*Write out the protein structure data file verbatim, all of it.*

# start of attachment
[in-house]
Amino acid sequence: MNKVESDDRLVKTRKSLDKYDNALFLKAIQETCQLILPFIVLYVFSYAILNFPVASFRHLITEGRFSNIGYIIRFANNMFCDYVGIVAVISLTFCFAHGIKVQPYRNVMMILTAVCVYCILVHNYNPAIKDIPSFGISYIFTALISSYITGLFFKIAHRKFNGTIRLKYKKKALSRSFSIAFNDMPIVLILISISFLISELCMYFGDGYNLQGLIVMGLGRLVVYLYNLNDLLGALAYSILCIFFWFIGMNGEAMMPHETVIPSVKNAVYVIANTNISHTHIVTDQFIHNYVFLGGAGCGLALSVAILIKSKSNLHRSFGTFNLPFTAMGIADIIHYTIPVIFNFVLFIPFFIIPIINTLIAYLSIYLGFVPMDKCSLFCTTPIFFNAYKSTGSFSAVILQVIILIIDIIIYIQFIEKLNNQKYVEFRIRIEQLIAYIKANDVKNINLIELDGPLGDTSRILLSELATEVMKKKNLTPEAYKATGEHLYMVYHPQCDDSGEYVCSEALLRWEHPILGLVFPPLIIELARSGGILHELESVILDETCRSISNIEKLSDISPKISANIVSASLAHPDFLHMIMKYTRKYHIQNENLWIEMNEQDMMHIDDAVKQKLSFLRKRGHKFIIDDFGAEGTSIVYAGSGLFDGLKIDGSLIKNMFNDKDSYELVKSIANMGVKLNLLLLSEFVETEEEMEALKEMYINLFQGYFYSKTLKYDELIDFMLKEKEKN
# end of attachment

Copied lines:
[in-house]
Amino acid sequence: MNKVESDDRLVKTRKSLDKYDNALFLKAIQETCQLILPFIVLYVFSYAILNFPVASFRHLITEGRFSNIGYIIRFANNMFCDYVGIVAVISLTFCFAHGIKVQPYRNVMMILTAVCVYCILVHNYNPAIKDIPSFGISYIFTALISSYITGLFFKIAHRKFNGTIRLKYKKKALSRSFSIAFNDMPIVLILISISFLISELCMYFGDGYNLQGLIVMGLGRLVVYLYNLNDLLGALAYSILCIFFWFIGMNGEAMMPHETVIPSVKNAVYVIANTNISHTHIVTDQFIHNYVFLGGAGCGLALSVAILIKSKSNLHRSFGTFNLPFTAMGIADIIHYTIPVIFNFVLFIPFFIIPIINTLIAYLSIYLGFVPMDKCSLFCTTPIFFNAYKSTGSFSAVILQVIILIIDIIIYIQFIEKLNNQKYVEFRIRIEQLIAYIKANDVKNINLIELDGPLGDTSRILLSELATEVMKKKNLTPEAYKATGEHLYMVYHPQCDDSGEYVCSEALLRWEHPILGLVFPPLIIELARSGGILHELESVILDETCRSISNIEKLSDISPKISANIVSASLAHPDFLHMIMKYTRKYHIQNENLWIEMNEQDMMHIDDAVKQKLSFLRKRGHKFIIDDFGAEGTSIVYAGSGLFDGLKIDGSLIKNMFNDKDSYELVKSIANMGVKLNLLLLSEFVETEEEMEALKEMYINLFQGYFYSKTLKYDELIDFMLKEKEKN